Sponsor: Du Chinese

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Use grammar to improve your comprehension

Intermediate Perhaps you think that learning Chinese grammar is a waste of time, but in this article, we see the advantages of internalizing Chinese sentence structure and rules:

https://mandarinhq.com/2017/02/mandarin-chinese-grammar-practice/

Twitter: @MandarinHQ

Chinese slang!

Intermediate Slang exists in all languages; knowing how to understand it (and use it) gives you a greater sense of comfort with the language. Here are some useful slang terms, some of which you should use more frequently than others:

http://www.saporedicina.com/english/chinese-slang-liyu/

Describing appearance

Beginner How can you describe how someone looks? Here are a bunch of useful Chinese words and phrases:

http://blogs.transparent.com/chinese/describing-people-in-chinese-appearance/

Twitter: @ChineseLanguage

Fine, but what are they like?

Beginner Now that you know how to describe people’s physical appearance, how can you describe their personalities?

http://blogs.transparent.com/chinese/describing-people-in-chinese-personality/

Twitter: @ChineseLanguage

Proverbs about love

Intermediate It’s Valentine’s Day, which means that it’s time to talk about love. Why not do so in Chinese? Here are some traditional Chinese proverbs about love:

http://www.digmandarin.com/chinese-proverbs-about-love.html

Twitter: @DigMandarin

All about Confucius

Intermediate Confucius (孔子, or Kǒngzǐ) is an extremely famous Chinese thinker from the 6th century BCE. Here is some history of him and his thinking, as well as some vocabulary you can use to discuss him:

http://blogs.transparent.com/chinese/confucius-a-brief-summary/

Twitter: @ChineseLanguage

Which way did he go?

Intermediate Wondering why there are several ways to indicate direction in Chinese? This video from ChinesePod.com will teach you the difference between 向 (xiàng), 朝 (cháo), and 往 (wǎng):

https://www.youtube.com/watch?v=itimQe71Jvg

Twitter: @ChinesePod

Cosmetic surgery

Intermediate Many Chinese are unhappy with the shape of their eyes, and get cosmetic surgery to “fix” things. Here is a description of this phenomenon, along with the vocabulary to understand it:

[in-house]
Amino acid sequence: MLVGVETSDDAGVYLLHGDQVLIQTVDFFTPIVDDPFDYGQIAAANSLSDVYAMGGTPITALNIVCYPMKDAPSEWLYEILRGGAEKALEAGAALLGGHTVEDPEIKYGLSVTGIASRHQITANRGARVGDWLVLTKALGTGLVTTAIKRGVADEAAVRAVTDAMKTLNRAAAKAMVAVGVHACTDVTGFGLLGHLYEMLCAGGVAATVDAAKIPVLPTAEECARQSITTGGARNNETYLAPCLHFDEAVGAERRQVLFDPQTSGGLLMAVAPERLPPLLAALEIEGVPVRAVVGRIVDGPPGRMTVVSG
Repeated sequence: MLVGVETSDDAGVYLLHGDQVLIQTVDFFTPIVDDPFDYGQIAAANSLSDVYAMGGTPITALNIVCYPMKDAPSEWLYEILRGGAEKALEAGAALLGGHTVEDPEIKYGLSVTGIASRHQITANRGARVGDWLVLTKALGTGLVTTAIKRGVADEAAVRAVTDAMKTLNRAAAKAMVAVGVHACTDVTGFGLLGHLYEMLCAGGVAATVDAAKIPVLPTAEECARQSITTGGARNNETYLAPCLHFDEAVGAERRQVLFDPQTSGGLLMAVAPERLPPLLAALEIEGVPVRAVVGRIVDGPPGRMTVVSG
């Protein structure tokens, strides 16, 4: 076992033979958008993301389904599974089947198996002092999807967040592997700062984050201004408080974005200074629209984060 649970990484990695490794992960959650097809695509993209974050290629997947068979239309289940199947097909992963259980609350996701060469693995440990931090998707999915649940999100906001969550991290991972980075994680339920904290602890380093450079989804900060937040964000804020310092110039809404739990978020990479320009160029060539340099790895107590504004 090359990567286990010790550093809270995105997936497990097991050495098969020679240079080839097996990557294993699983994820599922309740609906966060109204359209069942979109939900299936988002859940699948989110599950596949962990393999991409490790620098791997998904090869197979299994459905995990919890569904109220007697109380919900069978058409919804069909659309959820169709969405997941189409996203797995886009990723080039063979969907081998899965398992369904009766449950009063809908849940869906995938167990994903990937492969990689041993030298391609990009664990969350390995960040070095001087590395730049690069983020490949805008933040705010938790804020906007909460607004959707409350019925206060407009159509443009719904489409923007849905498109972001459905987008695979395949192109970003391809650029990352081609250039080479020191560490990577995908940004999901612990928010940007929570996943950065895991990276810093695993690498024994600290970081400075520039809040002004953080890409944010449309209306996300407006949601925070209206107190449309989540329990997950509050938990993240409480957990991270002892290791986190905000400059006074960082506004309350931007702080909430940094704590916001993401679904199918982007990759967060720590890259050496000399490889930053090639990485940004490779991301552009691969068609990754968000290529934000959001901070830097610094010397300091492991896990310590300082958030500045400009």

https://themandarincornerblog.com/2017/02/06/why-do-chinese-people-want-to-look-like-aliens/

Chinese zodiac

Beginner It’s now the Year of the Rooster, part of the 12-year cycle of Chinese years. Here is an introduction to the 12 animals of the Chinese zodiac, and what each year traditionally represents:

http://www.tutormandarin.net/know-chinese-zodiac-animal-part-1/

Twitter: @MyTutorMandarin

Practice makes perfect

Intermediate Practice makes perfect, we day in English. In Chinese, we can say 熟能生巧 (Shú néng shēng qiǎo), as introduced in this story:

http://www.e-putonghua.com/zone/index.php/2017/02/12/listen-49/

Twitter: @eputonghua

Loving songs

Beginner What do you want to say to the people you love? Here, to the tune of “Happy Birthday,” are some new (and somewhat sappy) Chinese songs:

http://www.yoyochinese.com/blog/Happy-Valentines-Day-Song-Learn-Chinese-Love

Twitter: @YoYoChinese

More loving words

Intermediate Want to express love and affection for someone else? Here are some useful words and phrases to make your feelings clear, assuming the person listening knows Chinese:

https://www.writtenchinese.com/romantic-mandarin-words-affectionate-phrases-your-beloved/

Twitter: @WrittenChinese

Dealing with people

Beginner Do you have to deal with people in your work? In your family? Here’s a useful word to use when dealing with people, 打交道 (dǎ jiāo dào):

http://www.echineselearning.com/blog/deal-with-chinese-business-clients

Twitter: @ECLSchool

Intro to Chinese languages

Beginner Even if you’re learning Chinese, you might not know about the family of Chinese languages, and where each is spoken. This video from LangFocus.com might fill in some of the gaps in your knowledge, with an interesting comparison of the grammatical differences:

https://www.youtube.com/watch?v=QY0AMmLuiqk

Twitter: @langfocus

Ancient walls

Intermediate A short story about the Forbidden City and Chinese city walls:

http://www.imandarinpod.com/hoola/index.php/podcasts/13-2009-12-02-23-35-40/2748-2017-02-07-05-19-53

Twitter: @imandarinpod

It’s beautiful here

Beginner A short story in simple characters, talking about a beautiful location:

http://www.imandarinpod.com/hoola/index.php/podcasts/14-2009-12-02-23-37-05/2752-2017-02-09-12-16-27

Twitter: @imandarinpod

Chinese writing, Western punctuation

Why does Chinese use Western-style punctuation?

http://chinese.stackexchange.com/questions/22674/why-is-western-punctuation-used-in-chinese-writing

Understanding 了

Beginner The particle 了 is confusing for many of us. Here is (another!) description of how it works, and how it can be used to describe the state of an action:

http://chinese.stackexchange.com/questions/22689/%E4%BA%86-usage-conflict-now-vs-completion

Talking about things

Intermediate It’s often helpful to be able to say, “I want to talk about ___,” referring to a subject. How do you do that in Chinese?

http://chinese.stackexchange.com/questions/22672/expressing-about-in-chinese

Lantern festival